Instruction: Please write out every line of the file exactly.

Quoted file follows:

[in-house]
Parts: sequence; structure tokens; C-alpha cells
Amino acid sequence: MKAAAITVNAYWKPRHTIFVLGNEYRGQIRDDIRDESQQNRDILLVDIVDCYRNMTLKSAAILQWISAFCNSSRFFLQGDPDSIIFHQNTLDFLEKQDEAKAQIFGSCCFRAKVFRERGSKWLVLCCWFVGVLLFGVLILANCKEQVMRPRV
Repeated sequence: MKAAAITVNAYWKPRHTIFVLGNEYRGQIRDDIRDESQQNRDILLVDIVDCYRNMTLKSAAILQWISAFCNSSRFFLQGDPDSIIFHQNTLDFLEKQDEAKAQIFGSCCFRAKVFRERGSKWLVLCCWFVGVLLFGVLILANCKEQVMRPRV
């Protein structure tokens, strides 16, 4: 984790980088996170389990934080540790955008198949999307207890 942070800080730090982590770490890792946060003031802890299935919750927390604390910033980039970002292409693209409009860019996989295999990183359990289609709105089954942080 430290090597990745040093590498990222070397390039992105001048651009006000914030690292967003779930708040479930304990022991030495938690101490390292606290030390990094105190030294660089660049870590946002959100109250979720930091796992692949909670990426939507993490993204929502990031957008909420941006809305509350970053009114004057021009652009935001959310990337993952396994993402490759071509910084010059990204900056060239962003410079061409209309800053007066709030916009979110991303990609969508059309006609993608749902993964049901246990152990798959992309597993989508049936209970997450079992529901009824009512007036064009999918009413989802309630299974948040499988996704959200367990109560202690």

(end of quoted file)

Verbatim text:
[in-house]
Parts: sequence; structure tokens; C-alpha cells
Amino acid sequence: MKAAAITVNAYWKPRHTIFVLGNEYRGQIRDDIRDESQQNRDILLVDIVDCYRNMTLKSAAILQWISAFCNSSRFFLQGDPDSIIFHQNTLDFLEKQDEAKAQIFGSCCFRAKVFRERGSKWLVLCCWFVGVLLFGVLILANCKEQVMRPRV
Repeated sequence: MKAAAITVNAYWKPRHTIFVLGNEYRGQIRDDIRDESQQNRDILLVDIVDCYRNMTLKSAAILQWISAFCNSSRFFLQGDPDSIIFHQNTLDFLEKQDEAKAQIFGSCCFRAKVFRERGSKWLVLCCWFVGVLLFGVLILANCKEQVMRPRV
């Protein structure tokens, strides 16, 4: 984790980088996170389990934080540790955008198949999307207890 942070800080730090982590770490890792946060003031802890299935919750927390604390910033980039970002292409693209409009860019996989295999990183359990289609709105089954942080 430290090597990745040093590498990222070397390039992105001048651009006000914030690292967003779930708040479930304990022991030495938690101490390292606290030390990094105190030294660089660049870590946002959100109250979720930091796992692949909670990426939507993490993204929502990031957008909420941006809305509350970053009114004057021009652009935001959310990337993952396994993402490759071509910084010059990204900056060239962003410079061409209309800053007066709030916009979110991303990609969508059309006609993608749902993964049901246990152990798959992309597993989508049936209970997450079992529901009824009512007036064009999918009413989802309630299974948040499988996704959200367990109560202690």